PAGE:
who, although suffering from an incurable and
extraordinarily painful disease, was able to lecture


regularly up to within a short period before his death.
The distraction which this occupation in his special
field afforded to him and the intense interest he took
in his youthful auditors enabled him to forget his
pain as soon as he was on duty. But the disease
itself followed its inevitable course.

In the process of recovery from disease the emo-
tional state of the patient plays a not unimportant
role. Depressed feelings and hopelessness militate
against the recuperative process, buoyant fortitude
and a cheerful mood foster it. To that extent the
course of disease certainly may be influenced by
the use of suggestion.

Bodily functions may be affected by means of sug-
gestion, though organic changes cannot be brought
about. A patient may be made to believe, on re-
ceiving a subcutaneous injection of water, that
there has been an injection of morphine, and the
conviction that the opiate will have its natural ef-
fect may lead him soon to go to sleep. But it is
not possible for imagination to reverse the natural
effect when a real drug is used. In a constipated
person the ailment cannot be relieved by the ad-
ministration of tincture of opium, with the accom-
panying suggestion that an aperient is being given,


nor can diarrhoea be checked by giving jalap un-
der the name of a constipating dose. Similar exam-
ples could be given without stint. Pilocarpine
might be administered to a tuberculous patient
troubled with night sweats, atropine to a sufferer
from chills, and so forth, and each administration
accompanied by a suggestion contrary to the physi-
ological and therapeutical attributes of the specific
remedy, but the expectation that our entire drug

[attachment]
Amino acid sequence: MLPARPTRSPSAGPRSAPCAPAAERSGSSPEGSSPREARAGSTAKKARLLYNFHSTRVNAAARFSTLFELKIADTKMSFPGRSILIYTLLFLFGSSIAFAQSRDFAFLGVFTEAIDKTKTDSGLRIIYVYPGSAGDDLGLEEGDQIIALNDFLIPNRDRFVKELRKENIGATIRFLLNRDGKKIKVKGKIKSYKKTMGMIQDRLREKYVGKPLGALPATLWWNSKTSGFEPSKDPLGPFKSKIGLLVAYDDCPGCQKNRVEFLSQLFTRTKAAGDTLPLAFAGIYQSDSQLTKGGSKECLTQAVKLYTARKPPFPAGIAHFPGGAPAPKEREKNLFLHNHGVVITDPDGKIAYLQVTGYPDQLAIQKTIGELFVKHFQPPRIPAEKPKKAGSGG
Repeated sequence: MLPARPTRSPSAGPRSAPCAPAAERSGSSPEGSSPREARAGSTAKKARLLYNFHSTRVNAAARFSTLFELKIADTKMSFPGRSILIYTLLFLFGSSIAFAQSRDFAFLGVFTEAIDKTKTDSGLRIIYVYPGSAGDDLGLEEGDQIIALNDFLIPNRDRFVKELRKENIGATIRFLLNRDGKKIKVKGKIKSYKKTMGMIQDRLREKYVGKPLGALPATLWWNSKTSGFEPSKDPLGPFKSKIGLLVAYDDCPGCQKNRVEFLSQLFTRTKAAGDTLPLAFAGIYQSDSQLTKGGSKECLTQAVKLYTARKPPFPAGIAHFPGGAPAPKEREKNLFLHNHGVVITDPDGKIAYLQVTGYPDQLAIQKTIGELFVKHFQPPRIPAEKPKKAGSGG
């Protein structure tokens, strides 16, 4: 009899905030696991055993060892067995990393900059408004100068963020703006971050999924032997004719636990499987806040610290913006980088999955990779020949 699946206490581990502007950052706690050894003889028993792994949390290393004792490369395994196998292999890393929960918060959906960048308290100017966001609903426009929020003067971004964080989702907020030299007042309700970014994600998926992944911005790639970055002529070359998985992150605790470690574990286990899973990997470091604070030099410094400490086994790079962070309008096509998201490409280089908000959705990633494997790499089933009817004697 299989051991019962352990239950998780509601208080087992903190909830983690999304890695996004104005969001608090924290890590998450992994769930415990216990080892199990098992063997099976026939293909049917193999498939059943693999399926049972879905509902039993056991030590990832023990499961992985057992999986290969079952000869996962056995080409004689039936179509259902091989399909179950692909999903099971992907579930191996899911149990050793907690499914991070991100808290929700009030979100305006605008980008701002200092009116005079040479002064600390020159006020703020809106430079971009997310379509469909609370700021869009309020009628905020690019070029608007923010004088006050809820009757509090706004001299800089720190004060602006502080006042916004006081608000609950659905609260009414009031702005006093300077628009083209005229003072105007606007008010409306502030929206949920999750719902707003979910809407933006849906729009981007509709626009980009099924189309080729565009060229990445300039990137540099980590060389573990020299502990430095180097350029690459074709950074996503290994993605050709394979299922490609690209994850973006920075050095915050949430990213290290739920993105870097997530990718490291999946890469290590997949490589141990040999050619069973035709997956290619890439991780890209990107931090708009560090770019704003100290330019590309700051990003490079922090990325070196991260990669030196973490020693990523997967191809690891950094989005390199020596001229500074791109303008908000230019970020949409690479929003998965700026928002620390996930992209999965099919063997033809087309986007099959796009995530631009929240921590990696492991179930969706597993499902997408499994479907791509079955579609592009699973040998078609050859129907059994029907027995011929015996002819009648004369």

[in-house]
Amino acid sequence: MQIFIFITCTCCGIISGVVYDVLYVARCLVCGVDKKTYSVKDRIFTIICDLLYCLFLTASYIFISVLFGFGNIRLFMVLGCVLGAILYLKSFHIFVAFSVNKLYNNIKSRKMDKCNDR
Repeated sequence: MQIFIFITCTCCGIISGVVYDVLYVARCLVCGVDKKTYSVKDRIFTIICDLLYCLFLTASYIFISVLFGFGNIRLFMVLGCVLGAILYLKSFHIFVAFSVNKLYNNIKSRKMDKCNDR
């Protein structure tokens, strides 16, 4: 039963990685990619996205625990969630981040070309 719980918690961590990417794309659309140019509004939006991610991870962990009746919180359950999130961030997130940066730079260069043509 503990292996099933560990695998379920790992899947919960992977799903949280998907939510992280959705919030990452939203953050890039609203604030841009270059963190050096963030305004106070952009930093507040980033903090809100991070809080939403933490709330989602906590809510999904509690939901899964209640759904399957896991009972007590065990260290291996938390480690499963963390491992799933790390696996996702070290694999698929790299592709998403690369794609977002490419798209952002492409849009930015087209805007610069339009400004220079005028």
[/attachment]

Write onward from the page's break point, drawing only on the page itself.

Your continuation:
treatment might be turned topsy turvy by such
means would in all cases meet with disappoint-
ment. Notwithstanding all contrary suggestions,
these medicaments would act in accordance with
the laws of chemical affinity.

The fact that no incongruous action of medicines
nor organic change of the tissues can be produced
by imagination alone is of fundamental significance
as regards suggestion in general, and as regards
its therapeutic application in particular. One les-
son that it gives is that the action of drugs may be
enhanced by means of suggestion, though it cannot
be reversed.

By arousing in the patient the positive expec-
tation that the action peculiar to the remedy will
set in, suggestion actually does promote indirectly
the cure of bodily diseases and the removal of or-


ganic disorder. The connection of this psychic
curative factor with physical processes of disease
may be recognized, therefore, if we keep in mind
that the regulation of bodily functions cannot but
influence the retrogression of organic changes, and
that the removal of functional disorders, particu-
larly, constitutes one of the chief fields for treat-
ment by suggestion; and if at the same time we re-
call not only that bodily states act on the state of
mind sometimes exhilaratingly, sometimes depres-
sively, but also that, conversely, the mental state
influences the physical processes.

We must never lose sight of the fact, however,
that psychic influence alone is not capable of pro-
ducing anatomical changes. No kind of sugges-
tion can produce a sarcoma or other new formation,
nor can it cause the removal of an existing one.
Tumors do disappear without surgical intervention,
though very rarely, and certain tumors clinically
diagnosed to be cancerous have disappeared with
or without the use of drugs. Just what led to the
nutritional change which caused the atrophy of
such tumors cannot be stated, but we have no
reason to suppose that suggestion alone was a ma-
terial factor in their disappearance.

Krafft-Ebincr and Forel have instituted detailed


experiments to ascertain whether there is a possi-
bility of causing organic change by suggestion.
They are said to have succeeded, by the power of
suggestion alone, in producing blisters on the skin,